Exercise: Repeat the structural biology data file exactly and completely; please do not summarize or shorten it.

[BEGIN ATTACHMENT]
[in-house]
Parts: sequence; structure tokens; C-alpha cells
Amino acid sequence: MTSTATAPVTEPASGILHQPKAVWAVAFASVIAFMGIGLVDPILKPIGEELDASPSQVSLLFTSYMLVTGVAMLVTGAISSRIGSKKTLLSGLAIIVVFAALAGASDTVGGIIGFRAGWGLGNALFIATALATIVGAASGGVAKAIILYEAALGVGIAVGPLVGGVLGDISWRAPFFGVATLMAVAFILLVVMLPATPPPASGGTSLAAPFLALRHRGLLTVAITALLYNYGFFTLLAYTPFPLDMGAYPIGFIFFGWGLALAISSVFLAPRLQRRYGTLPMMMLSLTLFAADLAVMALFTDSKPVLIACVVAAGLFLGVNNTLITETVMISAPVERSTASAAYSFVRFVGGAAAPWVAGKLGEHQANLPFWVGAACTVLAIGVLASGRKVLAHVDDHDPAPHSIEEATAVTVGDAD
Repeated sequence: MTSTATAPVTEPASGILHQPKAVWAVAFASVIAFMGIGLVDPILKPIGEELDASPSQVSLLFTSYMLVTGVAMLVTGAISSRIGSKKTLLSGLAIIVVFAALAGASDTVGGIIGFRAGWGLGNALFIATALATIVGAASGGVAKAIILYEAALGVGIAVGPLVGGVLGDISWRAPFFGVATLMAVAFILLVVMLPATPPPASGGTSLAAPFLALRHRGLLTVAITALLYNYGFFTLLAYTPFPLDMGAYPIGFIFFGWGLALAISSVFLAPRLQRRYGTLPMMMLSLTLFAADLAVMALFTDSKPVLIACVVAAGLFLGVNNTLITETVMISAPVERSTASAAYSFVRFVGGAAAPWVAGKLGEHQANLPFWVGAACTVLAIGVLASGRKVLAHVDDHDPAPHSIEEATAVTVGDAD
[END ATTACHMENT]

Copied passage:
[in-house]
Parts: sequence; structure tokens; C-alpha cells
Amino acid sequence: MTSTATAPVTEPASGILHQPKAVWAVAFASVIAFMGIGLVDPILKPIGEELDASPSQVSLLFTSYMLVTGVAMLVTGAISSRIGSKKTLLSGLAIIVVFAALAGASDTVGGIIGFRAGWGLGNALFIATALATIVGAASGGVAKAIILYEAALGVGIAVGPLVGGVLGDISWRAPFFGVATLMAVAFILLVVMLPATPPPASGGTSLAAPFLALRHRGLLTVAITALLYNYGFFTLLAYTPFPLDMGAYPIGFIFFGWGLALAISSVFLAPRLQRRYGTLPMMMLSLTLFAADLAVMALFTDSKPVLIACVVAAGLFLGVNNTLITETVMISAPVERSTASAAYSFVRFVGGAAAPWVAGKLGEHQANLPFWVGAACTVLAIGVLASGRKVLAHVDDHDPAPHSIEEATAVTVGDAD
Repeated sequence: MTSTATAPVTEPASGILHQPKAVWAVAFASVIAFMGIGLVDPILKPIGEELDASPSQVSLLFTSYMLVTGVAMLVTGAISSRIGSKKTLLSGLAIIVVFAALAGASDTVGGIIGFRAGWGLGNALFIATALATIVGAASGGVAKAIILYEAALGVGIAVGPLVGGVLGDISWRAPFFGVATLMAVAFILLVVMLPATPPPASGGTSLAAPFLALRHRGLLTVAITALLYNYGFFTLLAYTPFPLDMGAYPIGFIFFGWGLALAISSVFLAPRLQRRYGTLPMMMLSLTLFAADLAVMALFTDSKPVLIACVVAAGLFLGVNNTLITETVMISAPVERSTASAAYSFVRFVGGAAAPWVAGKLGEHQANLPFWVGAACTVLAIGVLASGRKVLAHVDDHDPAPHSIEEATAVTVGDAD